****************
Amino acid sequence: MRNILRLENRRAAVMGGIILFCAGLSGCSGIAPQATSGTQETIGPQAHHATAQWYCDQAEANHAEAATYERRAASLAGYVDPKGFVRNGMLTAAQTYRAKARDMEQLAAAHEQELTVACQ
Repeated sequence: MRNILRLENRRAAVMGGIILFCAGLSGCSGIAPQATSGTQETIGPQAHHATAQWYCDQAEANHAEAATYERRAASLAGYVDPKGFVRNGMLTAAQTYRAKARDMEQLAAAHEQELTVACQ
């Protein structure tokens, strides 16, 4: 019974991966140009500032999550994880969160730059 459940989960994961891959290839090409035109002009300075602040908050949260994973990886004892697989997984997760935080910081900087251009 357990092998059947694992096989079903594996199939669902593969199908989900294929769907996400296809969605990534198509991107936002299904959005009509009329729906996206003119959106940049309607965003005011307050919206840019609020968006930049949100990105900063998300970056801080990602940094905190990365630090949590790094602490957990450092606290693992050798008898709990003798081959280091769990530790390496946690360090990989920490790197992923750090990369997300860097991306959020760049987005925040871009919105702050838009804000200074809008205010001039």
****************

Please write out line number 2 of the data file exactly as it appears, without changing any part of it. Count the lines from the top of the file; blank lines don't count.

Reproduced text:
Repeated sequence: MRNILRLENRRAAVMGGIILFCAGLSGCSGIAPQATSGTQETIGPQAHHATAQWYCDQAEANHAEAATYERRAASLAGYVDPKGFVRNGMLTAAQTYRAKARDMEQLAAAHEQELTVACQ